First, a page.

Scoot Singapore Airlines

Singapore Airlines transfers two Boeing 787 orders to Scoot

Only 13 more Boeing 787-10s will join the Singapore Airlines fleet, with the airline converting two of its remaining orders to 787-9s for Scoot.

Five of SIA's new 787s will also now be delivered via lessors.

Earlier this year Singapore Airlines reduced its large Boeing 787-10 order from a total of 44 aircraft to 30, as part of a swap which also increased its total Boeing 777-9 order from 20 aircraft to 31, while also agreeing to a slowed delivery schedule from the U.S. manufacturer due to the impact of the COVID-19 pandemic.

With 15 Boeing 787-10s already in service with SIA, the news meant only 15 more would be delivered to the carrier, instead of the original outstanding order for 29.


At the same time, SIA agreed a moderated delivery schedule with Airbus in relation to its A320, A321 and A350 orders over the coming years, though no changes to those order totals were made.

Scoot will take more 787s

Singapore Airlines has quietly transferred two of its outstanding 15 Boeing 787-10 orders to low-cost subsidiary Scoot, also converting them to the smaller 787-9 series.

Scoot currently has 20 Boeing 787s in its fleet and was previously taking an additional five examples; three of the 787-8 and two of the -9 variant.

The budget airline will now take a total of four Boeing 787-9s in the coming years, growing its wide-body fleet to 27 aircraft instead of a previously planned 25.

Scoot configures its Boeing 787-9s with 35 ‘ScootPlus’ seats and 340 Economy Class seats, for a total capacity of 375. (Photo: Scoot)

Here’s a summary of Scoot’s current fleet and future aircraft orders, following this change.

Aircraft Fleet & Orders
8 June 2021

Aircraft Type Capacity In Fleet On Order*
A320 180 26  
A320neo 186 5 28
A321neo 236 3 13
787-8 329
10 3
787-9 375 10   4
Total   54 48

* Includes aircraft ordered via lessors

Scoot’s new aircraft deliveries between now and March 2022 will comprise two Boeing 787-8s and seven Airbus A321neos, with other aircraft arriving in subsequent financial years.

SIA transfers five future Boeing 787-10s to lessors

In May 2021 Singapore Airlines announced that it had completed sale-and-leaseback deals on 11 of its owned aircraft, raising S$2 billion in liquidity to help it through the COVID-19 pandemic.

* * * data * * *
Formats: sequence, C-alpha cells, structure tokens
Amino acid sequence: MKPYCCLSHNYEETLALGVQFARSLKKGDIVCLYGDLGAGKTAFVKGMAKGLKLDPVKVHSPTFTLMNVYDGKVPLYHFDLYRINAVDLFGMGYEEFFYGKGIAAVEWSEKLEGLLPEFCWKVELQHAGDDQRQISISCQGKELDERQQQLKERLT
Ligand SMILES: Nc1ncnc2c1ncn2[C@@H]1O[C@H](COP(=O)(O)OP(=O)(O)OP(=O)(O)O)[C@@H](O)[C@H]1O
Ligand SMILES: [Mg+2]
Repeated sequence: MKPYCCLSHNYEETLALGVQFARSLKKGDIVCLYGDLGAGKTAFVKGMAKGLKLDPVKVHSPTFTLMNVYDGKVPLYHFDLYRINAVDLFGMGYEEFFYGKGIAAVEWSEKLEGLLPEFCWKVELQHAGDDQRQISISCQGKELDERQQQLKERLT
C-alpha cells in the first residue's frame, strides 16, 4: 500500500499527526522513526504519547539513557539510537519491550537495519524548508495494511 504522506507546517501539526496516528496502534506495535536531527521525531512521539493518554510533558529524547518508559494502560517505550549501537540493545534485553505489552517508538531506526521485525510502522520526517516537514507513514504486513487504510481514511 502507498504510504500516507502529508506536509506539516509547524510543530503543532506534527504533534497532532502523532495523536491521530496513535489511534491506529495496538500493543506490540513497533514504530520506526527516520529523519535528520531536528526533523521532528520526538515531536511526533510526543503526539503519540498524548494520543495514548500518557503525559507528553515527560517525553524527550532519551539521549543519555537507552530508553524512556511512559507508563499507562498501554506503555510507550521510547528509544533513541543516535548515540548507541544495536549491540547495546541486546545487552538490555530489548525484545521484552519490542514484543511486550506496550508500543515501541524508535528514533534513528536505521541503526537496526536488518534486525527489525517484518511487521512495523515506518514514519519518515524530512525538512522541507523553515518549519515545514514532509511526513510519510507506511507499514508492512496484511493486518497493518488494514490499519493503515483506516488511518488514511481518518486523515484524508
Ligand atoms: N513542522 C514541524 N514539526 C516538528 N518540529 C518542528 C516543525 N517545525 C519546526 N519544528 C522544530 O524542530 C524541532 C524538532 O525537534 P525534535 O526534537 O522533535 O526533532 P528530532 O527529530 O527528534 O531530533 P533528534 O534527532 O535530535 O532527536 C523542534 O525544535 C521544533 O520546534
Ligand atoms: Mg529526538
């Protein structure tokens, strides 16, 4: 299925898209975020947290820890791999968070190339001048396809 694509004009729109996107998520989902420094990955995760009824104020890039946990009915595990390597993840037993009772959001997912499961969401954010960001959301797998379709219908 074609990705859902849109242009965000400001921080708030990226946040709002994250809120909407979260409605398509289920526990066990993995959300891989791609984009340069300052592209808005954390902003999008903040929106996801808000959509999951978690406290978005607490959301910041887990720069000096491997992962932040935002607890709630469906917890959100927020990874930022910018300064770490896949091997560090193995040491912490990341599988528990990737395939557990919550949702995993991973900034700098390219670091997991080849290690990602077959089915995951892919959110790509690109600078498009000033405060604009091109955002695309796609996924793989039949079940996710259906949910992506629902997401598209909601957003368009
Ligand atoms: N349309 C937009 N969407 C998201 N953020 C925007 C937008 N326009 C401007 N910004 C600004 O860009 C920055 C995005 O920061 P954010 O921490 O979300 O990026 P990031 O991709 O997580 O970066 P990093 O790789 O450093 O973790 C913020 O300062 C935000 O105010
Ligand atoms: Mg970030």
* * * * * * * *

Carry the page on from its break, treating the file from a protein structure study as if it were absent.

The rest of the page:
Four of these transactions applied to Boeing 787-10 aircraft, however the carrier has now confirmed to Mainly Miles that in addition, five of its remaining 787-10 orders have been transferred from SIA-owned to lessors.

“Singapore Airlines has adjusted its purchase agreement with Boeing. Five Boeing 787-10s will now be delivered to SIA through a third party. This will help SIA to reduce its near-term capital expenditure, and defer the introduction of these aircraft to a period that is better aligned with the projected recovery trajectory for international air travel.”

Singapore Airlines

This will help SIA by shifting responsibility for payments due at various stages of the aircraft construction to the lessor in these cases, including the all-important final purchase settlement.

The lessor(s) involved have not been disclosed, with these five aircraft now listed by Boeing for “Unidentified Customer(s)”.

Boeing 787-10 Unfilled Orders. (Source: Boeing)

That means the airline will now take delivery of eight more Boeing 787-10s directly from Boeing, while the remaining five will come from leasing companies.

Once these 13 aircraft have been delivered, the final Singapore Airlines Boeing 787-10 fleet will stand at 28 aircraft, while Scoot’s Boeing 787 fleet will total 27 aircraft as outlined above (an almost equal split of 787-8 and 787-9 models).

Singapore Airlines
Boeing 787-10 Fleet
  Owned Leased Total
In Service 11 4 15
On Order 8 5 13
Total 19 9 28

As you can see, nine out of SIA’s final Boeing 787-10 fleet will be leased once all deliveries have been completed, around a third.

Singapore Airlines will hold around a third of its final Boeing 787-10 fleet on operating leases. (Photo: Plane’s Portrait Aviation Media / Malcolm Lu)

Singapore Airlines will take delivery of five Boeing 787-10s between now and March 2022, with the remaining eight penned in for future financial years.